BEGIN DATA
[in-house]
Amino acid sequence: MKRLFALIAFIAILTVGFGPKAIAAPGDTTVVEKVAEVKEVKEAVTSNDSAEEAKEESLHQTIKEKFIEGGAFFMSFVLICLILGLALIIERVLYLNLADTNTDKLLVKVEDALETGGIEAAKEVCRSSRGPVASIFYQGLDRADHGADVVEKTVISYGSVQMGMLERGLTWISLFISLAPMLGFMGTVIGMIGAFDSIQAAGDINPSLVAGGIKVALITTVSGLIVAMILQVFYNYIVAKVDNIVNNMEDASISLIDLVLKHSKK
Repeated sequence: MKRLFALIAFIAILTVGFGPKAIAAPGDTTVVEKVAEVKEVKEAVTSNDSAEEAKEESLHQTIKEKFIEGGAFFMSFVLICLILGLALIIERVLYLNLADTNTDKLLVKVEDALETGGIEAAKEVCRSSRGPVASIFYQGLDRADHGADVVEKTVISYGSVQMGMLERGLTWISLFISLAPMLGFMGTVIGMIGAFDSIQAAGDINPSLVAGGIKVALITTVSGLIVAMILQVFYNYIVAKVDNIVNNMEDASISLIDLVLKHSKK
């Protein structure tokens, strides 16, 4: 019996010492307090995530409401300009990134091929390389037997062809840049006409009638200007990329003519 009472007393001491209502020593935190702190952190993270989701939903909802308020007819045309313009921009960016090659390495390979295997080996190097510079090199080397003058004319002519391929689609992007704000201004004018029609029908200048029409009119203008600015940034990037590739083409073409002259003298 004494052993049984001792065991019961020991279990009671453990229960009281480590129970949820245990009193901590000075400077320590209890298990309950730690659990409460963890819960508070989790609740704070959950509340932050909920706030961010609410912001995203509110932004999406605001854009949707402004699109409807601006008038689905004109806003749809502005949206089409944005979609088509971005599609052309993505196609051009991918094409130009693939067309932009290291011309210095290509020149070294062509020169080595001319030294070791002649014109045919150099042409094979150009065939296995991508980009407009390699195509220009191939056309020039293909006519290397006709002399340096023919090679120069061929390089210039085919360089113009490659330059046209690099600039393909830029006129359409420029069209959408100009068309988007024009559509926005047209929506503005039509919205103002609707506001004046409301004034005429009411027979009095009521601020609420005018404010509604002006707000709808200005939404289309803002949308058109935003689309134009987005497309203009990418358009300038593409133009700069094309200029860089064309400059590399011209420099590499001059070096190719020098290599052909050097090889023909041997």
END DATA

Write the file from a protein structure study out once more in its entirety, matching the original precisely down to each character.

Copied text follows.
[in-house]
Amino acid sequence: MKRLFALIAFIAILTVGFGPKAIAAPGDTTVVEKVAEVKEVKEAVTSNDSAEEAKEESLHQTIKEKFIEGGAFFMSFVLICLILGLALIIERVLYLNLADTNTDKLLVKVEDALETGGIEAAKEVCRSSRGPVASIFYQGLDRADHGADVVEKTVISYGSVQMGMLERGLTWISLFISLAPMLGFMGTVIGMIGAFDSIQAAGDINPSLVAGGIKVALITTVSGLIVAMILQVFYNYIVAKVDNIVNNMEDASISLIDLVLKHSKK
Repeated sequence: MKRLFALIAFIAILTVGFGPKAIAAPGDTTVVEKVAEVKEVKEAVTSNDSAEEAKEESLHQTIKEKFIEGGAFFMSFVLICLILGLALIIERVLYLNLADTNTDKLLVKVEDALETGGIEAAKEVCRSSRGPVASIFYQGLDRADHGADVVEKTVISYGSVQMGMLERGLTWISLFISLAPMLGFMGTVIGMIGAFDSIQAAGDINPSLVAGGIKVALITTVSGLIVAMILQVFYNYIVAKVDNIVNNMEDASISLIDLVLKHSKK
């Protein structure tokens, strides 16, 4: 019996010492307090995530409401300009990134091929390389037997062809840049006409009638200007990329003519 009472007393001491209502020593935190702190952190993270989701939903909802308020007819045309313009921009960016090659390495390979295997080996190097510079090199080397003058004319002519391929689609992007704000201004004018029609029908200048029409009119203008600015940034990037590739083409073409002259003298 004494052993049984001792065991019961020991279990009671453990229960009281480590129970949820245990009193901590000075400077320590209890298990309950730690659990409460963890819960508070989790609740704070959950509340932050909920706030961010609410912001995203509110932004999406605001854009949707402004699109409807601006008038689905004109806003749809502005949206089409944005979609088509971005599609052309993505196609051009991918094409130009693939067309932009290291011309210095290509020149070294062509020169080595001319030294070791002649014109045919150099042409094979150009065939296995991508980009407009390699195509220009191939056309020039293909006519290397006709002399340096023919090679120069061929390089210039085919360089113009490659330059046209690099600039393909830029006129359409420029069209959408100009068309988007024009559509926005047209929506503005039509919205103002609707506001004046409301004034005429009411027979009095009521601020609420005018404010509604002006707000709808200005939404289309803002949308058109935003689309134009987005497309203009990418358009300038593409133009700069094309200029860089064309400059590399011209420099590499001059070096190719020098290599052909050097090889023909041997």